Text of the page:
Since the declaration of the state of emergency in January 11, 2007 Bangladesh is going through a major political shift. In a graft busting operation more than 150 senior politicians, top civil servants and businessmen have been arrested. The list includes influential ministers from past regime, MPs from the major political parties and top shot businessmen and ex Prime Minister Khaleda Zia's son Tareque Rahman was not spared. With the recent execution of 6 death-sentenced militants, the caretaker government had also sent the message that terrorism will not be tolerated. Sense of sanity prevails in Bangladesh after years of political acrimony between the major two political parties Awami League and BNP. Common people seem to be not much bothered by the suspension of some rights like detainment without charge-sheet and barring criticisms against the government.
While the chief adviser, in effect the prime minister of the Caretaker Government Dr. Fakhruddin Ahmed is the Boss of Bangladesh (as termed by the TIME magazine ), the military backing of the government is more than obvious. There are no shortage of rumors and predictions but the January 11 change was more or less “a bloodless diplomatic coup in Bangladesh” as termed by the blogger Shada Kalo . It is clear that the armed forces do not want to come in front directly for many reasons and this move was tacitly supported by the Western governments.
Blogger Asif Saleh writes in the Himal South Asian writes about this ‘pseudo innovation of an unelected, military-backed government’, which is gaining popular support. He critics the conventional party politics in Bangladesh “If democracy can be manipulated to serve a chosen few, is it practical in developing countries?”
Shah Zaman Mozumder, like many Bangladeshis is impressed with the performance of the Care Taker Government and thinks that it has produced an alternate reality for Bangladesh. He approves the apparent long-time engagement of this form of government:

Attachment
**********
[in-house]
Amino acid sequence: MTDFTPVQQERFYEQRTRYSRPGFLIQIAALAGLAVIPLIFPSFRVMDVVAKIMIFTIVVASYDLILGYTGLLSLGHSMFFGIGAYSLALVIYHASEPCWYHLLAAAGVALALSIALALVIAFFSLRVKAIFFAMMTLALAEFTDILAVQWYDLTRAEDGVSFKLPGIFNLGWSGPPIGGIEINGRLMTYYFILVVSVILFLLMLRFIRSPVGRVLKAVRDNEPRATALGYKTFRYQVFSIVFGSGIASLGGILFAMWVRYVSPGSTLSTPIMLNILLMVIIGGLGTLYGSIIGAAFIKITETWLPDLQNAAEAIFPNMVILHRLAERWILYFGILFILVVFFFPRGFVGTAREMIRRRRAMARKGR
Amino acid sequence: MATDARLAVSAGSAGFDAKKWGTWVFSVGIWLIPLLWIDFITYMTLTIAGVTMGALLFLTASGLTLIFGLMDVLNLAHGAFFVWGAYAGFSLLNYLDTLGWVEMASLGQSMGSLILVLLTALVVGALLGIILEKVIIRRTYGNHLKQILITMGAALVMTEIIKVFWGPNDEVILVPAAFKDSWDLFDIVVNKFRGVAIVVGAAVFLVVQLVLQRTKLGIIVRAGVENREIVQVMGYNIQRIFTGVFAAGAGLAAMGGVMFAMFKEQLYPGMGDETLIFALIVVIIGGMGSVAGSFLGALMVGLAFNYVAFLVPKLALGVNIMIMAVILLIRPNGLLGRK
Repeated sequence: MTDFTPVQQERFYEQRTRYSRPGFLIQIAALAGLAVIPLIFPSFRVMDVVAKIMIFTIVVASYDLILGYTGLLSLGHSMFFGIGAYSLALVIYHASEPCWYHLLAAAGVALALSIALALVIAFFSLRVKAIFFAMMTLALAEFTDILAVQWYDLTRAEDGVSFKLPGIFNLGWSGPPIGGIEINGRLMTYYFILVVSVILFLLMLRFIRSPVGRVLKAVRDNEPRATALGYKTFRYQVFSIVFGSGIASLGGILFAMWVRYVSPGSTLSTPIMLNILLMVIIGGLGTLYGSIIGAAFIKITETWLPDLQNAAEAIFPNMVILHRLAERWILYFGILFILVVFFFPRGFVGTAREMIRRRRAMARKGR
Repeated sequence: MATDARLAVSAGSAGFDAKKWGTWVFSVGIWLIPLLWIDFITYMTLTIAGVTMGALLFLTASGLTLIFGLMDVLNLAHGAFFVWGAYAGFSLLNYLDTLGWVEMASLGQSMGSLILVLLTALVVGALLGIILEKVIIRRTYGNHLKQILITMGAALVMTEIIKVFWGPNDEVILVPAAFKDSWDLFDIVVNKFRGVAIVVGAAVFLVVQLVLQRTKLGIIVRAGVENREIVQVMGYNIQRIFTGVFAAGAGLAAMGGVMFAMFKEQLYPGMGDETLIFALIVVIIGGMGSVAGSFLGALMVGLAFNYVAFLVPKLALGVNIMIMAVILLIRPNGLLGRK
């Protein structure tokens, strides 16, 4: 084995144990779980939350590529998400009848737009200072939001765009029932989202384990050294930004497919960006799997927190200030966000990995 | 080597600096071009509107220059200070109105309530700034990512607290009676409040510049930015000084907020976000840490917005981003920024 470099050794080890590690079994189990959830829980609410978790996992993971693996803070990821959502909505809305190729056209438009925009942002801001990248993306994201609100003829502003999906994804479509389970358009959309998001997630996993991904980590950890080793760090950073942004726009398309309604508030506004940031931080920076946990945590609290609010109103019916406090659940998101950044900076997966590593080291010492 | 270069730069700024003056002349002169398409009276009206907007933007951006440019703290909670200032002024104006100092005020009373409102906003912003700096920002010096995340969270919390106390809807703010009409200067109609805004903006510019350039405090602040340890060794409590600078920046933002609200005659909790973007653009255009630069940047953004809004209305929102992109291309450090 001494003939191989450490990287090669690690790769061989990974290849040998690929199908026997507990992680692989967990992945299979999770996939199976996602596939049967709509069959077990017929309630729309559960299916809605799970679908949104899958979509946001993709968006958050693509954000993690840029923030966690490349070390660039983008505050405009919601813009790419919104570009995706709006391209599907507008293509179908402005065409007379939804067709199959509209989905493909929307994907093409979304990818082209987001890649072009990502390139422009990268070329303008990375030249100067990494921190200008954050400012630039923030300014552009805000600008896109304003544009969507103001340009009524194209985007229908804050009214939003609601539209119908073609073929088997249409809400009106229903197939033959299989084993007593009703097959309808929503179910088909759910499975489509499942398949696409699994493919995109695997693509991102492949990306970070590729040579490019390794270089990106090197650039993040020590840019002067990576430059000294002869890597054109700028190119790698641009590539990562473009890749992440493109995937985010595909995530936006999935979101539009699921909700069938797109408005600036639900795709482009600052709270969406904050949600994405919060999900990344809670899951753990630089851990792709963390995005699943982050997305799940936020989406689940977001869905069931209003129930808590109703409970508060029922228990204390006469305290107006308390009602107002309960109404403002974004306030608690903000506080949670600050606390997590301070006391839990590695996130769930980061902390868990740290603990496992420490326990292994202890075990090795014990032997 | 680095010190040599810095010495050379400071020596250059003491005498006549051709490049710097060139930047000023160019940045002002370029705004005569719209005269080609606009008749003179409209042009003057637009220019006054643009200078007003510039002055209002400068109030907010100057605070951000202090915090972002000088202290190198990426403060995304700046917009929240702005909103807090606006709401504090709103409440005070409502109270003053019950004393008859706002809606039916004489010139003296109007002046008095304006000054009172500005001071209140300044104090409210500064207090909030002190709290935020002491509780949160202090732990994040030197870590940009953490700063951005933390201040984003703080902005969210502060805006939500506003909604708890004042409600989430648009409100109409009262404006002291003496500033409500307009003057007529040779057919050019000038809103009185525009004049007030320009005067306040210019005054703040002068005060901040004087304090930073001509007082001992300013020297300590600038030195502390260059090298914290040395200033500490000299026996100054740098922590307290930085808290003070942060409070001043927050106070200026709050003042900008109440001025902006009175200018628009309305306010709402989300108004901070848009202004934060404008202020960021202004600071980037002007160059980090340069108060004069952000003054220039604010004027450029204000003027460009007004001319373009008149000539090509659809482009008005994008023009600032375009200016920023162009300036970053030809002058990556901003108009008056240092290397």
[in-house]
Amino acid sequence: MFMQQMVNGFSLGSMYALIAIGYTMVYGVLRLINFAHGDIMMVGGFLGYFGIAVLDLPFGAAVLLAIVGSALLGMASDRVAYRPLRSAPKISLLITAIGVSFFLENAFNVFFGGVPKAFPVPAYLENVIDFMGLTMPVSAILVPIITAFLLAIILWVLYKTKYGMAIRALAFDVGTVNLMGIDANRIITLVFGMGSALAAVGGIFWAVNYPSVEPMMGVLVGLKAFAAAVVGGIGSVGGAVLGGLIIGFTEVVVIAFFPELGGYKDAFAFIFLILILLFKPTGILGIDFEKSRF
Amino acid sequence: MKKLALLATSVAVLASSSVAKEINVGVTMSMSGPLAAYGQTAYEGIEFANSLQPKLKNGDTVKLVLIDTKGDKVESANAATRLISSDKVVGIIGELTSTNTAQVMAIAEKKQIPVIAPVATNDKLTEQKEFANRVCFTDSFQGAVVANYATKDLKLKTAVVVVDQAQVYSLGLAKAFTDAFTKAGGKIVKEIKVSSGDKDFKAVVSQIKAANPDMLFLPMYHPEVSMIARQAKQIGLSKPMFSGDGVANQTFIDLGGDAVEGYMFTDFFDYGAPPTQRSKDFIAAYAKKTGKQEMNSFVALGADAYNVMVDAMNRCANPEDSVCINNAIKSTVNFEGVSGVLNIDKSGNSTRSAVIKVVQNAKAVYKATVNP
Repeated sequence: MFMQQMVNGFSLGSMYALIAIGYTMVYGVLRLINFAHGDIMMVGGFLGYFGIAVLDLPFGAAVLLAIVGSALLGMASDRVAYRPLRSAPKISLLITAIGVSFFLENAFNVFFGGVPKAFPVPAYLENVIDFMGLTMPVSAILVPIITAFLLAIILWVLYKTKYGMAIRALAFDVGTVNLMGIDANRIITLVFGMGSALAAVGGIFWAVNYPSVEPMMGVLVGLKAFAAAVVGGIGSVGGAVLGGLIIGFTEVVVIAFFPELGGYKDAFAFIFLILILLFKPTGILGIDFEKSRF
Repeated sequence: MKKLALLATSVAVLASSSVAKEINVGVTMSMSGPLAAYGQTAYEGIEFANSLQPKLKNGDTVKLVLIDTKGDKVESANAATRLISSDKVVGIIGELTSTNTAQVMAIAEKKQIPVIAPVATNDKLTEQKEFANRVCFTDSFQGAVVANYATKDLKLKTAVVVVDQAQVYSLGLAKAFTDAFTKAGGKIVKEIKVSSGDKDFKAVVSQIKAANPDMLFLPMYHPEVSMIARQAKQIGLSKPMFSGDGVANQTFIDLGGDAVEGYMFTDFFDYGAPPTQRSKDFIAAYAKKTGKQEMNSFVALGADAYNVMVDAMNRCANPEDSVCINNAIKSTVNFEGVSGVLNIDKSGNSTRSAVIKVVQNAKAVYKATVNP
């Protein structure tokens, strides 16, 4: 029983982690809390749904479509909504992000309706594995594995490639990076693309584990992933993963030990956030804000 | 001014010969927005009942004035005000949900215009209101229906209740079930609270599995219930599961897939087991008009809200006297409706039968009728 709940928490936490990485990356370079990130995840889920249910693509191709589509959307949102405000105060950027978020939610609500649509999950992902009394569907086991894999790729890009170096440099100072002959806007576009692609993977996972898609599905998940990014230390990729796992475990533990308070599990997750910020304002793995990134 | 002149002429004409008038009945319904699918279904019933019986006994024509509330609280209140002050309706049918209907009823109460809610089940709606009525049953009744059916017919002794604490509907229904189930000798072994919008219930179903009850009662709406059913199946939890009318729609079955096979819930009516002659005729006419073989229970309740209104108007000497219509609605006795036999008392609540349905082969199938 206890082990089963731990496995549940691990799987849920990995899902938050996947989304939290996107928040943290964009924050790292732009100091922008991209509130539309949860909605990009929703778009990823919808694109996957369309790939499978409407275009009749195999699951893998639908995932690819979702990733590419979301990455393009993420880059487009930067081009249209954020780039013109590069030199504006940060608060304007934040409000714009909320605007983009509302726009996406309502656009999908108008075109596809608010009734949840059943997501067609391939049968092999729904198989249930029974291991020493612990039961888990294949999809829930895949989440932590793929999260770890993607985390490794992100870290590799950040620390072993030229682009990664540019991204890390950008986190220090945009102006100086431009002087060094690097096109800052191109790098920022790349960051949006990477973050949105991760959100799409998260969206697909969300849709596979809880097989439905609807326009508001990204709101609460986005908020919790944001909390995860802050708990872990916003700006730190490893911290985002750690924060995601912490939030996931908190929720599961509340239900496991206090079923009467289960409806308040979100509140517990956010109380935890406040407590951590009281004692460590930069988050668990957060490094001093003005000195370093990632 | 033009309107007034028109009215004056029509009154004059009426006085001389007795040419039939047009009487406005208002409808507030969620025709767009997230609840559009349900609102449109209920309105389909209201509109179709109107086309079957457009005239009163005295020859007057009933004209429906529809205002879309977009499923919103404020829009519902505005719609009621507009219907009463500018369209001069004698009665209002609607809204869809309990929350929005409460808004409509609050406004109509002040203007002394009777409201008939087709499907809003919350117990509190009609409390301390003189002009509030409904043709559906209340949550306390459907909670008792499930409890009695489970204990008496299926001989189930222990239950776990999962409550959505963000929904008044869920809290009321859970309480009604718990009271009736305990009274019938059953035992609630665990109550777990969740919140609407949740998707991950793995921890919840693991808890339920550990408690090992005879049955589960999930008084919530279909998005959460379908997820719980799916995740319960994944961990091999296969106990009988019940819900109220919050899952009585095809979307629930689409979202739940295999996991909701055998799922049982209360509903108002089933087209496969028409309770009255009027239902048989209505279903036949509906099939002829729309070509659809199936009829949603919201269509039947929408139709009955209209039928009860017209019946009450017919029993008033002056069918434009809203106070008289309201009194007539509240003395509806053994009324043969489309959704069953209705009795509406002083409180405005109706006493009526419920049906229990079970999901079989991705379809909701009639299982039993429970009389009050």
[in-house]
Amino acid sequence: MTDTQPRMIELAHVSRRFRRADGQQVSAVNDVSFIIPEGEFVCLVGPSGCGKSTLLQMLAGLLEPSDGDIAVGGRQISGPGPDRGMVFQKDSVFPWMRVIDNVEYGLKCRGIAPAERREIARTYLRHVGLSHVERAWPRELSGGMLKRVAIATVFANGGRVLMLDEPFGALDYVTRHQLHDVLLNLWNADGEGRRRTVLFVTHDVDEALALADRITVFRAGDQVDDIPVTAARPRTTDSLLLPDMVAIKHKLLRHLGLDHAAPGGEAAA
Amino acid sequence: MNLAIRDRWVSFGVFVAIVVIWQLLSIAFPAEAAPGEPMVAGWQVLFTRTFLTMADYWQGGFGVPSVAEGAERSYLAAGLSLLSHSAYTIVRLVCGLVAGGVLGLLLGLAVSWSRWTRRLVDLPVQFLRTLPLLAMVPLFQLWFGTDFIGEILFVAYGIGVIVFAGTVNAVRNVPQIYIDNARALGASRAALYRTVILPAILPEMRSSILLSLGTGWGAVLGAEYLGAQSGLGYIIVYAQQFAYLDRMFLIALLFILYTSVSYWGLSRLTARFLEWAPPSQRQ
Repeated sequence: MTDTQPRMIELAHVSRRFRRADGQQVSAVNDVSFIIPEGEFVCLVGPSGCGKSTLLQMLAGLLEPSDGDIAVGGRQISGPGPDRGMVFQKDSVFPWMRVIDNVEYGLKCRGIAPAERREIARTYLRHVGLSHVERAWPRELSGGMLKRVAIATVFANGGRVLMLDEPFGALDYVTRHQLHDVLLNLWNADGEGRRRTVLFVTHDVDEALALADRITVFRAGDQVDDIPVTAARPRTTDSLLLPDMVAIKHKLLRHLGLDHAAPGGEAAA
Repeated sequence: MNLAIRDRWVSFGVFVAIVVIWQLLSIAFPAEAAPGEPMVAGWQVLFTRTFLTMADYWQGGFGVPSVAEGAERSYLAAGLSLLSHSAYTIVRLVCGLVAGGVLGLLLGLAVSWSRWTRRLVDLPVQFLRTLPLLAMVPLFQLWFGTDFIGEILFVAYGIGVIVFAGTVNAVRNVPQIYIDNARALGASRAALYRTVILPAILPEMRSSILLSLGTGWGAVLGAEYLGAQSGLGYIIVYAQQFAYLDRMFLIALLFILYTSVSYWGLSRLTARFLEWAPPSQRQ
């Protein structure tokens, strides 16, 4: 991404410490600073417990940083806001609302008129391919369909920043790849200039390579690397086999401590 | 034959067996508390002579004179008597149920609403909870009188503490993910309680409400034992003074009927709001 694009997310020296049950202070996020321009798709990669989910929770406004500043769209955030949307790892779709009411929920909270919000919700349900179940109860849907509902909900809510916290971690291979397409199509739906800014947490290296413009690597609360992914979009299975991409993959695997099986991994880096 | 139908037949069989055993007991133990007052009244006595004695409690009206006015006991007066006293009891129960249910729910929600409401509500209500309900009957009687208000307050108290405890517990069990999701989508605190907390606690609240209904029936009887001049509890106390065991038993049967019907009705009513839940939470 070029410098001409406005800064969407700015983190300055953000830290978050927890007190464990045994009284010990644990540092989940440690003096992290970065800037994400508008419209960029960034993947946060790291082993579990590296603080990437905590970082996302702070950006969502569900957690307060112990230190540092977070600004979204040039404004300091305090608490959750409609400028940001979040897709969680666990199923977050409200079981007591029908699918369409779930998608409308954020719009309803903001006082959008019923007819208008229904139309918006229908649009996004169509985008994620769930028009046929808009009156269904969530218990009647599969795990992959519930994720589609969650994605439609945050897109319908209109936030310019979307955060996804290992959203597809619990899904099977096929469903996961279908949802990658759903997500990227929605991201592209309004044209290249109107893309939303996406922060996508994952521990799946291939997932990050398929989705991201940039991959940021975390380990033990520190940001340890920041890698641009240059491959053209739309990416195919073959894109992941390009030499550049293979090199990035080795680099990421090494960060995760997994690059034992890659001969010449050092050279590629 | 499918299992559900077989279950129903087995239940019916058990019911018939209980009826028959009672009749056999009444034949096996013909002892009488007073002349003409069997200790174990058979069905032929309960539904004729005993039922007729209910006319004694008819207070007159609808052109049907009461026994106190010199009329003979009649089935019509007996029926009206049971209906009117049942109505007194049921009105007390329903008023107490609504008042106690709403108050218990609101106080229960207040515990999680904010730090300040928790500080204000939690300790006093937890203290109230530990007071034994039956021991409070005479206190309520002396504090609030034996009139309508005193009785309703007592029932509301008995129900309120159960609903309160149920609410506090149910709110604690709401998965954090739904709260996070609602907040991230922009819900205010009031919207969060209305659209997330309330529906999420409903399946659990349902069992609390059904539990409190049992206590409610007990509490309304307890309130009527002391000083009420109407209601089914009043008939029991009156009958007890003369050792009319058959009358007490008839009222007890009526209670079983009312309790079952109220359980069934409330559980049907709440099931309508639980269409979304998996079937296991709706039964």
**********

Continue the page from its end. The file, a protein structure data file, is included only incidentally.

“What will any of us, the common people gain if these corrupt politicians are allowed to come back to power and start a repetition of the last 36 years? Do we really expect them to reform overnight and become saints? Is it more rational that we should allow the caretaker government to continue its noble task and go for elections only when an enabling environment for democracy is created?”
He even goes a little bit further in proposing:
“The caretaker government to organize a referendum so that we, the people of Bangladesh, can formally show our support for the actions undertaken by the caretaker government.”
But this euphoria of common people is mystified by some remarks of the chief of army of Bangladesh who said the military-backed interim government would build a new brand of democracy to overcome the country’s chronic poor governance. This has prompted a lively debate on this issue in the Drishtipat Blog. People are predicting that he is talking about the Singaporean model of democracy or the Musharrof model of Pakistan.
Bangladesh Watchdog publishes a criticism saying “Bangladesh army chief should be seen but not heard“. Asif Saleh warns:
“History shows that, just as night follows day, military governments that start with a clean agenda end up as part of the problem”
So what is the way out for Bangladesh? Shouldn’t it stick to the form of elective democracy after the transition phase and look at how reforms in the electoral process can be made to make it more effective? The other experiments will risk the navigation of the country in unchartered territory.